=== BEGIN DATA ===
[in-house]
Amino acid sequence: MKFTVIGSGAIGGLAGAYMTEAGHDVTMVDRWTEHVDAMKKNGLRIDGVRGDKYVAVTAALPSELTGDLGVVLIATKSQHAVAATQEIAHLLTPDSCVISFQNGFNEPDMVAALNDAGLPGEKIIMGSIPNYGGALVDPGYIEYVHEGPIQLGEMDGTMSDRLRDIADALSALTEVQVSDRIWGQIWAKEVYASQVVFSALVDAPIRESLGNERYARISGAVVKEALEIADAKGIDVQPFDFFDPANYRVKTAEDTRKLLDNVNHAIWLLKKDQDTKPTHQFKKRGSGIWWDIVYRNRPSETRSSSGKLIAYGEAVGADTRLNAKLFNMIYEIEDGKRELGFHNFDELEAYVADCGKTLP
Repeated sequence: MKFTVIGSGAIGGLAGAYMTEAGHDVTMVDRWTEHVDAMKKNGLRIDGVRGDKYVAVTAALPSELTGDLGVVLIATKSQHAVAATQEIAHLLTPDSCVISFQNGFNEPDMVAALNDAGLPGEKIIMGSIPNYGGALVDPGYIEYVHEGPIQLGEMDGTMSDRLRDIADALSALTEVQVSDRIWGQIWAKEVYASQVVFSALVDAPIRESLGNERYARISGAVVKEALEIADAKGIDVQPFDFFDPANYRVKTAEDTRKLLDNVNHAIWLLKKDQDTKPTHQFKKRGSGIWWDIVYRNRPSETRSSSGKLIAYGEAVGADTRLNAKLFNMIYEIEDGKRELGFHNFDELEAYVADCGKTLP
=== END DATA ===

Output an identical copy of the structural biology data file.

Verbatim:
[in-house]
Amino acid sequence: MKFTVIGSGAIGGLAGAYMTEAGHDVTMVDRWTEHVDAMKKNGLRIDGVRGDKYVAVTAALPSELTGDLGVVLIATKSQHAVAATQEIAHLLTPDSCVISFQNGFNEPDMVAALNDAGLPGEKIIMGSIPNYGGALVDPGYIEYVHEGPIQLGEMDGTMSDRLRDIADALSALTEVQVSDRIWGQIWAKEVYASQVVFSALVDAPIRESLGNERYARISGAVVKEALEIADAKGIDVQPFDFFDPANYRVKTAEDTRKLLDNVNHAIWLLKKDQDTKPTHQFKKRGSGIWWDIVYRNRPSETRSSSGKLIAYGEAVGADTRLNAKLFNMIYEIEDGKRELGFHNFDELEAYVADCGKTLP
Repeated sequence: MKFTVIGSGAIGGLAGAYMTEAGHDVTMVDRWTEHVDAMKKNGLRIDGVRGDKYVAVTAALPSELTGDLGVVLIATKSQHAVAATQEIAHLLTPDSCVISFQNGFNEPDMVAALNDAGLPGEKIIMGSIPNYGGALVDPGYIEYVHEGPIQLGEMDGTMSDRLRDIADALSALTEVQVSDRIWGQIWAKEVYASQVVFSALVDAPIRESLGNERYARISGAVVKEALEIADAKGIDVQPFDFFDPANYRVKTAEDTRKLLDNVNHAIWLLKKDQDTKPTHQFKKRGSGIWWDIVYRNRPSETRSSSGKLIAYGEAVGADTRLNAKLFNMIYEIEDGKRELGFHNFDELEAYVADCGKTLP